Have you been on the receiving end of a poorly constructed sh*t sandwich?

You’re great… there’s this one little thing… But you’re great! 

When it comes of negative feedback, sloppy delivery can create a relationship mess and it deprives us and our team-members of valuable opportunities to grow.

Many entrepreneurs struggle to give feedback well. We dread it – it can be awkward and we worry about it.

Every leader will need to have a difficult conversation with an employee or colleague at some point. We can’t avoid it forever so we might as well figure out how to do it well.

Here are a few keys to delivering negative feedback effectively:

Ask these questions to elicit feedback yourself – download here

Being in the right headspace

Don’t deliver negative feedback if you’re angry or frustrated. Even in the midst of some kind of business emergency… deal with the problem and provide the feedback in a later debrief session.

The problem with negative feedback delivered in haste is that you might trigger unintended consequences. If a team member screws something up with a client and you come out with some equivalent of “WTF are you doing?!” the immediate response  is defensive walls. Your emotional state will largely determine how safe the other person feels, which determines how much they will let your words permeate them.

Anger triggers threat which triggers defenses and that is unproductive for everyone.

It’s never easy, but taking a break to calm yourself may save important relationships and help you to deliver feedback in a more constructive way. For example, one strategy is to save emails to draft first. Perhaps your first inclination was to pound away at the keyboard, but don’t send the result immediately! Sometimes you may need to walk away for a few minutes (or 24 hours) to get into a calm headspace. It can also be helpful to have a trusted friend read over your email response. I’ve helped Rob remove a lot of profanity from emails over the years.

As Tony Schwartz, Catherine McCarthy, and Jean Gomes put it in their book The Way We’re Working Isn’t Working:

“The key is to move from automatic to intentional mode, so you’re capable of making a conscious decision about how to respond.”

Motives for giving feedback

Part of getting into the right headspace involves first questioning your motives for giving feedback before you dive right in. When we talk about giving feedback constructively, there are “right” and “wrong” reasons behind giving feedback. These are illustrated in the table below:

Delivering negative feedback

What is your motive for giving feedback? If it’s for any reason listed on the left-hand side, you’re better off pausing before going ahead (especially if you don’t want to come across as a total jerk).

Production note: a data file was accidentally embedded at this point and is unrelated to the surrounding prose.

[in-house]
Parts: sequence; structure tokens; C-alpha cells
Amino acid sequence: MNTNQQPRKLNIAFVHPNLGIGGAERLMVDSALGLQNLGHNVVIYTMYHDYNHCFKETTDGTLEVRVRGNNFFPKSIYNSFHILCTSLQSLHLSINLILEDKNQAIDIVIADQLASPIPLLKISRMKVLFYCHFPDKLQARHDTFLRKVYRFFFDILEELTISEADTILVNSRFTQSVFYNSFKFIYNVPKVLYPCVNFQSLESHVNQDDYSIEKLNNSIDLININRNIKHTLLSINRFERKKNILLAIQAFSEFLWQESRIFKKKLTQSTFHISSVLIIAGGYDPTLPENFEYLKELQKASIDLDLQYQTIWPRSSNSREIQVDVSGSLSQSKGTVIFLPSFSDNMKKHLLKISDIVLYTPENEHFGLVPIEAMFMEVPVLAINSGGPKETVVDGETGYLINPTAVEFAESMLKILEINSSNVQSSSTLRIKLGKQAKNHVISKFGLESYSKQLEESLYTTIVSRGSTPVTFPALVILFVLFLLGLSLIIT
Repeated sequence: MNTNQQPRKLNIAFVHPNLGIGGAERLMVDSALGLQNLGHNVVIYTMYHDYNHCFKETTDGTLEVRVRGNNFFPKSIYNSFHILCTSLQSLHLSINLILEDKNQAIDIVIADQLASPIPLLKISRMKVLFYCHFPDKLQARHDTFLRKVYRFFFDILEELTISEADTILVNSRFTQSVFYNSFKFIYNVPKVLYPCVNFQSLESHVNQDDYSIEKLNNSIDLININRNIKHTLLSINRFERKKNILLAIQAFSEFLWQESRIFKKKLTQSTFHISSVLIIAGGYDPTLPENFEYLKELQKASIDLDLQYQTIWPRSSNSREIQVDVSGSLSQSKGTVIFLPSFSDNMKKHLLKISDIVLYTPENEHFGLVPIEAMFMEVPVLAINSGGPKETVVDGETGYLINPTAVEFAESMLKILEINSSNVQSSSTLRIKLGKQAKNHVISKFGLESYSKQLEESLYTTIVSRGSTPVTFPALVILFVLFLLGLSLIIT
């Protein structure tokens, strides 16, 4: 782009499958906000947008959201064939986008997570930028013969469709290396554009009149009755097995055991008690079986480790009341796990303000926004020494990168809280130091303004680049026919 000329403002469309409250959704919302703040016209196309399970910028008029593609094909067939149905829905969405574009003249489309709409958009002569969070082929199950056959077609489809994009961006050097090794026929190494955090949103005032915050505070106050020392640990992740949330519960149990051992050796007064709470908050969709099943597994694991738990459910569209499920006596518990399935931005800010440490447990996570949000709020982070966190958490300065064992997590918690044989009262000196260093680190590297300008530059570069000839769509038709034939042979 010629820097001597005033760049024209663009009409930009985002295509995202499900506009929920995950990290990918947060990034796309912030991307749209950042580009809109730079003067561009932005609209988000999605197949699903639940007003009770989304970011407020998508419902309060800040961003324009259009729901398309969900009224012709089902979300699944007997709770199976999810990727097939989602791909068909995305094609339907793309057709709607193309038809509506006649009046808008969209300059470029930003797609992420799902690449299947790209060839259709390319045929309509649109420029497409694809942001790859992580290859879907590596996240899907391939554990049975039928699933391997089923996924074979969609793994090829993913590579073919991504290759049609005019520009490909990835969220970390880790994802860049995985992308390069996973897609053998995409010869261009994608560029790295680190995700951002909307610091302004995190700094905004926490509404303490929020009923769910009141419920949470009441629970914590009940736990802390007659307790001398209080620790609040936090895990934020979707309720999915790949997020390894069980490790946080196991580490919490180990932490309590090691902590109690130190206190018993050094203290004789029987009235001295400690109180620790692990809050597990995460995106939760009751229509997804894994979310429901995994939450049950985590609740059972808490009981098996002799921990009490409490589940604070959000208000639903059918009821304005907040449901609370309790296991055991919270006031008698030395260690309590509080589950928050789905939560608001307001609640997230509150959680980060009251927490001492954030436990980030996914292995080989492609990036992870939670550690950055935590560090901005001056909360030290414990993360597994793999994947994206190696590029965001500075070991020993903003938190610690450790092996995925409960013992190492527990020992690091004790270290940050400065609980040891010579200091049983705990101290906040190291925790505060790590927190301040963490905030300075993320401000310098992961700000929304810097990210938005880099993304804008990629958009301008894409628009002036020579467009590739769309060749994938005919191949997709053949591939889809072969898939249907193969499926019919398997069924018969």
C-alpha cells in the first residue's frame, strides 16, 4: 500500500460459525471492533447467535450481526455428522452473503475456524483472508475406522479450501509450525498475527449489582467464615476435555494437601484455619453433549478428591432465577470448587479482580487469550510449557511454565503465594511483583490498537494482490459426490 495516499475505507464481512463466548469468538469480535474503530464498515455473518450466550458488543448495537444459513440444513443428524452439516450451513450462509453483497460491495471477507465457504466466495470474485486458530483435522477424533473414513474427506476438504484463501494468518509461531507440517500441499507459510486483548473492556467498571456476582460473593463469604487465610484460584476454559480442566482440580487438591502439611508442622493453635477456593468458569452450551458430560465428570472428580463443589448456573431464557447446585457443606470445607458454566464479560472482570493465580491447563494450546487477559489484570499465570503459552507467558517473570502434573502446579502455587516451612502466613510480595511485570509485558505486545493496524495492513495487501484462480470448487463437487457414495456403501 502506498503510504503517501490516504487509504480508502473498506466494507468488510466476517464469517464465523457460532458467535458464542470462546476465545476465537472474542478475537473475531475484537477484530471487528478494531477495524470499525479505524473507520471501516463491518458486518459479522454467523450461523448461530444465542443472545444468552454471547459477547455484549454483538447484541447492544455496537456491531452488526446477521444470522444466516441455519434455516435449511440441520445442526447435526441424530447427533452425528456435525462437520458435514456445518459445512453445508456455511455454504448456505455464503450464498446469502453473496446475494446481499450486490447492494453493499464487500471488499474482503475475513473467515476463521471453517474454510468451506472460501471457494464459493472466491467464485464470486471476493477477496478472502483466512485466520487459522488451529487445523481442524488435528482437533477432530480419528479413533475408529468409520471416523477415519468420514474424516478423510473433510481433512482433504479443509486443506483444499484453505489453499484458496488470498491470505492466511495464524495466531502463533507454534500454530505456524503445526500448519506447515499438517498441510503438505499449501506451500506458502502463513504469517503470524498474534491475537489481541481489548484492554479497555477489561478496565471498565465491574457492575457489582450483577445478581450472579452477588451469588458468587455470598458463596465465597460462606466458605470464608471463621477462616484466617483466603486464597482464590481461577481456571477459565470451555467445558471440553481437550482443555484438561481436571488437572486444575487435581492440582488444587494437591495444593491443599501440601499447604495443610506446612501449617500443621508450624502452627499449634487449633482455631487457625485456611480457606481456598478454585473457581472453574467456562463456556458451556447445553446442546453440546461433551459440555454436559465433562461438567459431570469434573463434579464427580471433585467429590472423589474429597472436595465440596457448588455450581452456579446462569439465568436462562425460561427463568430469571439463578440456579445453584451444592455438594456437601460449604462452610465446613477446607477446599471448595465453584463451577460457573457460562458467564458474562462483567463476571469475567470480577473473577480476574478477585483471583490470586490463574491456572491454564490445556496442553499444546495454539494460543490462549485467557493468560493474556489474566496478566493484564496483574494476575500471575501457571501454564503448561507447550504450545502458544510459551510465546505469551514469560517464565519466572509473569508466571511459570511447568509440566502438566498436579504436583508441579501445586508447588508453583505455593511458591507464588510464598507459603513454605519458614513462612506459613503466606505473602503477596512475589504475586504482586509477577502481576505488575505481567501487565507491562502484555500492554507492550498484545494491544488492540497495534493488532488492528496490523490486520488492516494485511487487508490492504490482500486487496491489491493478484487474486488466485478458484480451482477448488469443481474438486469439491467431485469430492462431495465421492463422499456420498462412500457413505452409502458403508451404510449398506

On the other hand, the reasons on the right-hand side come from more positive motivations. These are what can move your business forward and the development of the team member.

Your brain on criticism

Did you know that our brains work to protect us from criticism? It is viewed as a threat to our survival which triggers that defensive mechanism you will so often see in the recipients of negative feedback.

It helps to understand this, so that you’re better able to deliver this sort of feedback effectively. We are wired biologically to sense danger, and repeatedly, psychological studies show that we react to negative things more strongly, quickly, and persistently than any other sort of stimulus. In one study, Roy Baumeister and Ellen Bratslavsky summed it up this way:

“Bad emotions, bad parents and bad feedback have more impact than good ones, and bad information is processed more thoroughly than good. The self is more motivated to avoid bad self-definitions than to pursue good ones. Bad impressions and bad stereotypes are quicker to form and more resistant to disconfirmation than good ones.”

Our brains sense criticism as a primal threat, possibly impacting our place in the social order of things. The bigger the perceived threat (for example, the boss is yelling at me), the stronger the defensive reaction is likely to be.

We tend to have a bias toward any sort of negativity for this reason. For example, if you think back to a time when you were given a performance review or some other feedback, what sticks out? Usually it is any sort of criticism, well above the positive things that were said.

Our brains are wired to protect us from criticism, a threat to our belonging Click To Tweet

Feedback and motivation

Sometimes you have to give negative feedback. So for the most part, those articles suggesting not to criticize team members, colleagues, or your kids are unhelpful.

Studies have shown that people at different levels of expertise show different preferences toward positive or negative feedback, particularly in terms of what they find motivating. For example, experts tend to prefer more critical feedback that helps them to develop anything they are weaker in, while novices prefer to be given feedback that focuses on their strengths.